Coral killer returns


HANALEI — Black band disease is once again spreading through some corals around Kauai, according to Hanalei researcher Terry Lilley.

Over the past two months, Lilley surveyed the same 20 sites that he monitored in 2013 and 2014 with researchers from University of Hawaii, U.S. Geological Survey, and the National Oceanic and Atmospheric Administration.

The disease appeared off the North Shore in 2012 and dissipated in mid-2015, but Lilley says he’s now documenting a 5 percent rise in North Shore coral disease rate.

He’s also seen a rise in disease levels at Salt Pond Beach Park.

“There are numerous cyanobacterial infections on the rice corals now at Anini, Tunnels, Waipa, Wainiha, Charros and Salt Pond. Some of the young new mound corals are also diseased,” Lilley said.

At Waipa, Lilley said he found hundreds of new young blue rice corals growing quickly at the start of 2017, but recently documented that most of their growth has stopped.

“What is interesting is that they are changing from their bight blue color to a brown color,” he said.

Tom Woods, with the nonprofit ReefGuardians Hawaii, said he saw the black band disease return to Anini in June or early July. He also saw some small patches at Ke‘e Beach during the Kids Coral Camp in June.

Bernardo Vargas-Angel, coral ecologist with NOAA, took a look at Lilley’s photos of the corals with black band disease and confirmed his suspicions.

“It seems there’s still some disease coming back,” Vargas-Angel said. “He’s diving and swimming over there. I have no doubt in his observations.”

Vargas-Angel was part of the 2012 conversation and research when Lilley reported the first round of black band disease on Kauai’s North Shore. He traveled with NOAA in 2013 to do a more systematic study of the disease across Hanalei Bay.

“He (Lilley) brought attention from the U.S. Fish and Wildlife Service and Greta Aeby, coral researcher at Hawaii Institute of Marine Biology,” Vargas-Angel said. “Then we at NOAA got some money to do an assessment.”

Makua (also known as Tunnels), Wainiha, Anini and Hanalei Bay bore the brunt of the outbreak in 2013, Vargas-Angel said.

“There was quite a bit back then,” Vargas-Angel said. “That was the peak of it, in 2013.”

Black band disease is caused by bacteria that can destroy a colony in a matter of months, though some corals do survive.

“The corals that had it (in 2012) probably died, or some parts of them died,” Vargas-Angel said. “The disease kills the coral, or portions of the colonies, and it’s making a reappearance again.”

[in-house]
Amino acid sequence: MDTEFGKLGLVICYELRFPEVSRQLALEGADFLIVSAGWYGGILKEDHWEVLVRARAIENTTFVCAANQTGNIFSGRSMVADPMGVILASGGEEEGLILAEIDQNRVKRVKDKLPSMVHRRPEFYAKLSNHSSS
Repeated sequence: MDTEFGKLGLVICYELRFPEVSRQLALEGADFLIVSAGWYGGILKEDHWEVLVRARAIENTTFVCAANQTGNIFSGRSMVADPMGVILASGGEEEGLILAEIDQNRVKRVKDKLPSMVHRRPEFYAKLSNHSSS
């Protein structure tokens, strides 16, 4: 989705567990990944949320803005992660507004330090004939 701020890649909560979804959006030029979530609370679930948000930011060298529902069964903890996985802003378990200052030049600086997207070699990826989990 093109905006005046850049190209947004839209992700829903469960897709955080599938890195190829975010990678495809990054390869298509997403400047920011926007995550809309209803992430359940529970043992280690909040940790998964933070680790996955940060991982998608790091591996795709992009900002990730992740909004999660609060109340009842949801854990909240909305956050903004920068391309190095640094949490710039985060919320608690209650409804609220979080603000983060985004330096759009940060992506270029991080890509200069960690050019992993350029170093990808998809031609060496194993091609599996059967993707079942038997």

The coral colonies that previously fought off the disease could have been more susceptible to the disease this time around, Vargas-Angel said.

The state Department of Land and Natural Resources, ReefGuardians Hawaii, NOAA, USGS, UH and many other educational, scientific, non-governmental and government entities are researching causes and effects of black band disease in Hawaii and around the world.

Theories for the disease’s cause range from weather and ocean conditions to human actions, such as pollution of groundwater going into the ocean.

One piece of data that’s risen to the surface is that the disease appears to increase in the summertime.

In 2015, the Hawaii Institute of Marine Biology reported that a weak relationship was found between the abundance of the disease and the water temperature in a study on the disease.

That theory is worthwhile, according to Vargas-Angel.

“September is probably the warmest month overall for the water in Hawaii,” he said. “During warmer conditions, organisms and disease spread faster.”

Leaking cesspools and septic systems are other factors that could be affecting the coral and contributing to conditions in which black band disease can thrive, because they add excess nutrients into the water, according to scientists.

“There’s a lot of groundwater movement here in Hawaii,” Vargas-Angel said. “Some leaking from cesspools and septics into the groundwater moves to the reef, and in many cases results in the compromised health of the corals.”

The next step is to document the resurgence of black band disease around Kauai, according to Lilley, who said he’s planning to do that.



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